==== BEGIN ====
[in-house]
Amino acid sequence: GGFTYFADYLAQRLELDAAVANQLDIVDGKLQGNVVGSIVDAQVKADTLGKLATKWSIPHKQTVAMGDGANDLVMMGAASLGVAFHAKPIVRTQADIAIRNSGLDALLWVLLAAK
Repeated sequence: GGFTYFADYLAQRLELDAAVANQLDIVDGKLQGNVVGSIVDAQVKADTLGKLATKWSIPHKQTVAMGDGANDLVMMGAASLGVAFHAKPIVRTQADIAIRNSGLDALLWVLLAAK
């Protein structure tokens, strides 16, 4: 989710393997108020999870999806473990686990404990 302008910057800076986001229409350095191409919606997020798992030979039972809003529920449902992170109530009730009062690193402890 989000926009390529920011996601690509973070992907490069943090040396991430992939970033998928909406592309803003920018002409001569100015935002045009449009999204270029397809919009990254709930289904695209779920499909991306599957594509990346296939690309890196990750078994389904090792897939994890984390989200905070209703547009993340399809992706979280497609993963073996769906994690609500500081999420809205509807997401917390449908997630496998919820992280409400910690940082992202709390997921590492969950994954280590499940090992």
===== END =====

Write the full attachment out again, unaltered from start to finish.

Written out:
[in-house]
Amino acid sequence: GGFTYFADYLAQRLELDAAVANQLDIVDGKLQGNVVGSIVDAQVKADTLGKLATKWSIPHKQTVAMGDGANDLVMMGAASLGVAFHAKPIVRTQADIAIRNSGLDALLWVLLAAK
Repeated sequence: GGFTYFADYLAQRLELDAAVANQLDIVDGKLQGNVVGSIVDAQVKADTLGKLATKWSIPHKQTVAMGDGANDLVMMGAASLGVAFHAKPIVRTQADIAIRNSGLDALLWVLLAAK
């Protein structure tokens, strides 16, 4: 989710393997108020999870999806473990686990404990 302008910057800076986001229409350095191409919606997020798992030979039972809003529920449902992170109530009730009062690193402890 989000926009390529920011996601690509973070992907490069943090040396991430992939970033998928909406592309803003920018002409001569100015935002045009449009999204270029397809919009990254709930289904695209779920499909991306599957594509990346296939690309890196990750078994389904090792897939994890984390989200905070209703547009993340399809992706979280497609993963073996769906994690609500500081999420809205509807997401917390449908997630496998919820992280409400910690940082992202709390997921590492969950994954280590499940090992």